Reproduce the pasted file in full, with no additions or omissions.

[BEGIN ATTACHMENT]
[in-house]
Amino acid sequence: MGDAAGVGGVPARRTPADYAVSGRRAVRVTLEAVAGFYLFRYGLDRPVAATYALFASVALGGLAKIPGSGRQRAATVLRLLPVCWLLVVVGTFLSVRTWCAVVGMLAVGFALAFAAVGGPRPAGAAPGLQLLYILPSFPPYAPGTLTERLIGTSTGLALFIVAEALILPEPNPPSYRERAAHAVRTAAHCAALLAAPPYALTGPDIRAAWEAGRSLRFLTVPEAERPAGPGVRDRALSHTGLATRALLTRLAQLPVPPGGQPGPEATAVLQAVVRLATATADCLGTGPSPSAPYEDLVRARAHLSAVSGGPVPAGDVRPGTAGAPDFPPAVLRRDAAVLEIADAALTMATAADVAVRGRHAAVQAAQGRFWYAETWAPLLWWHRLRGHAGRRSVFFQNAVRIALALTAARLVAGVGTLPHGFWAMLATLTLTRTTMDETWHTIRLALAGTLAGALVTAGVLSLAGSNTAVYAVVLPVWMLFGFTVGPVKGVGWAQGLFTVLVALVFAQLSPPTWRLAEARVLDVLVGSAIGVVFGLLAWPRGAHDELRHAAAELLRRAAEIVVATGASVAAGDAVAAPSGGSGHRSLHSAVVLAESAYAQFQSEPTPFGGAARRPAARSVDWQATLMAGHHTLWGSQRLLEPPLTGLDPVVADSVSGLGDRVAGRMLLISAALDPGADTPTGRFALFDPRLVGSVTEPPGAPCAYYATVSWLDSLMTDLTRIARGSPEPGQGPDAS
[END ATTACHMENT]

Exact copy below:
[in-house]
Amino acid sequence: MGDAAGVGGVPARRTPADYAVSGRRAVRVTLEAVAGFYLFRYGLDRPVAATYALFASVALGGLAKIPGSGRQRAATVLRLLPVCWLLVVVGTFLSVRTWCAVVGMLAVGFALAFAAVGGPRPAGAAPGLQLLYILPSFPPYAPGTLTERLIGTSTGLALFIVAEALILPEPNPPSYRERAAHAVRTAAHCAALLAAPPYALTGPDIRAAWEAGRSLRFLTVPEAERPAGPGVRDRALSHTGLATRALLTRLAQLPVPPGGQPGPEATAVLQAVVRLATATADCLGTGPSPSAPYEDLVRARAHLSAVSGGPVPAGDVRPGTAGAPDFPPAVLRRDAAVLEIADAALTMATAADVAVRGRHAAVQAAQGRFWYAETWAPLLWWHRLRGHAGRRSVFFQNAVRIALALTAARLVAGVGTLPHGFWAMLATLTLTRTTMDETWHTIRLALAGTLAGALVTAGVLSLAGSNTAVYAVVLPVWMLFGFTVGPVKGVGWAQGLFTVLVALVFAQLSPPTWRLAEARVLDVLVGSAIGVVFGLLAWPRGAHDELRHAAAELLRRAAEIVVATGASVAAGDAVAAPSGGSGHRSLHSAVVLAESAYAQFQSEPTPFGGAARRPAARSVDWQATLMAGHHTLWGSQRLLEPPLTGLDPVVADSVSGLGDRVAGRMLLISAALDPGADTPTGRFALFDPRLVGSVTEPPGAPCAYYATVSWLDSLMTDLTRIARGSPEPGQGPDAS